The Newsroom: A Refreshing Possibility

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What kind of news do we want?

I don’t really watch much television news anymore, but who could blame me? With FOX news attacking MSNBC and MSNBC attacking FOX, rights vs. lefts, conservatives vs. liberals, agendas, feuds, and bragging rights…since when did the news become such a joke? What happened to the Ted Kopels, the Peter Jennings, the Tom Brokaws? I fear the news today would have Walter Cronkite rolling in his grave.

Unbiased, transparent, ethical, factual, meaningful, knowledgeable, relevant, honest, hardworking, integrity, trustworthy, up-to-date, passionate, focused, united, moral, ambitious, accountable, accurate, uninterested in ratings, unmotivated by “popularity,” unwavering in determination.

Words. All words that make up the ‘perfect’ news station. Is it possible? Can there be a force out there, giving us good, solid, truthful news? Can there be news that doesn’t cave to demands for ratings and advertising, but reports on what matters? Can people come together for the common good? Can news ever be this good?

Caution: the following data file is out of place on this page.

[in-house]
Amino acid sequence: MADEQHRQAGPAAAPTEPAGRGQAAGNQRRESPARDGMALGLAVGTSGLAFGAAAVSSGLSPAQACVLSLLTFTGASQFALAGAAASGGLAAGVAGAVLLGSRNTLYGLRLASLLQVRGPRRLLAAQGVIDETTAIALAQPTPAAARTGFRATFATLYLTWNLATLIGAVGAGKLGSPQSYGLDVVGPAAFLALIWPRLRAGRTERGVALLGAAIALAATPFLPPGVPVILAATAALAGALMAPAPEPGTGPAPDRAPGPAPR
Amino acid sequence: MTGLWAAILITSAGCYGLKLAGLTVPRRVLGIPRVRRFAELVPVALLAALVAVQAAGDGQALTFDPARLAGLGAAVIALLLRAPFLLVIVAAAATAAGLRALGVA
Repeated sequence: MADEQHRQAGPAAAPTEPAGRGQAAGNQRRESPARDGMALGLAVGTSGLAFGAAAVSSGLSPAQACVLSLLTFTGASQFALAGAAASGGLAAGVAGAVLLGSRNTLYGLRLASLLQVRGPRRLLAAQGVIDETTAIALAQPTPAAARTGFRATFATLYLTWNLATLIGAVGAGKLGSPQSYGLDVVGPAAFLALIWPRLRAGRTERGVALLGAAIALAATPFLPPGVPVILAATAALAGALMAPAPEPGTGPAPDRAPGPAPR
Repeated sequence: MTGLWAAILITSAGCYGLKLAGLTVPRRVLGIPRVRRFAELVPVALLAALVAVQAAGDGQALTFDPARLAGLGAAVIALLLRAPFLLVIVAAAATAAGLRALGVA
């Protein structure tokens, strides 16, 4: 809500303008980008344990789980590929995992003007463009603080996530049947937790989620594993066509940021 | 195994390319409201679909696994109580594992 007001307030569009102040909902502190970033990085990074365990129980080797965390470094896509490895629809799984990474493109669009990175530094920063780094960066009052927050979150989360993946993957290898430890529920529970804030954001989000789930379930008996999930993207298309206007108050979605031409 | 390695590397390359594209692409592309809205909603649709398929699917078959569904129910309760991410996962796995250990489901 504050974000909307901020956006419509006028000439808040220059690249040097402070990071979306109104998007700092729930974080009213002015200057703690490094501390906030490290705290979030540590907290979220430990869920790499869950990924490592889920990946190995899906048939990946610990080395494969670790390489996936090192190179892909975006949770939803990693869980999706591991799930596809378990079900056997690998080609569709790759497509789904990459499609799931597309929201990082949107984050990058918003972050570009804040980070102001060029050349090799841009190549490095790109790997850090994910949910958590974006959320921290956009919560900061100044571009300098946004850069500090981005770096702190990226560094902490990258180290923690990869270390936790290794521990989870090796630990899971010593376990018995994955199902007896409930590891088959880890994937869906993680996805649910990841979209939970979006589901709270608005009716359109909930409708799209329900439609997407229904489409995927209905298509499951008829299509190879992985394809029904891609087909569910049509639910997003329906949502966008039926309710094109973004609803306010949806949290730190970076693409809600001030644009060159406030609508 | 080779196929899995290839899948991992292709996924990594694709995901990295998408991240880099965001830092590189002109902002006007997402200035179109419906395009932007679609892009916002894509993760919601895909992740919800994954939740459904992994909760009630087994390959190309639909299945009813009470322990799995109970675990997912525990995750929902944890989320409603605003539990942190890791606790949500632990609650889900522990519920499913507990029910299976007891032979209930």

HBO’s The Newsroom aims to represent such a reality. “News 2.0″ is what they call it and the show sojourns on in an attempt to illustrate the complications that lie if such a reality were to exist. With fast paced dialogue and characters that have real depth, this show accurately conveys what being on a news station staff would feel like. After its Season 1 finale, I couldn’t help but wonder: Is such a news broadcast even possible? Could we be so nobel, crusading for honest intentions in our reporting?

I have to admit, there were many, “YES!” moments shouted at my TV screen while watching this show. I think many of them were due to the wounds done by modern broadcasting not giving us what we want.

We want justice, we want a change, we want better. In an age that has been dubbed the “information age,” one would think that facts would mean “truth.” But as we are bombarded with more and more information, it has seemingly become harder to find out how conclusions are being drawn. The news media today has an opportunity to be the people who help us see through the information and point to what is true and honest (and the nuances that go along with that).

The Newsroom makes me think that this far-out, figment of my imagination could be closer to a reality than I thought. Who is brave enough to claim it?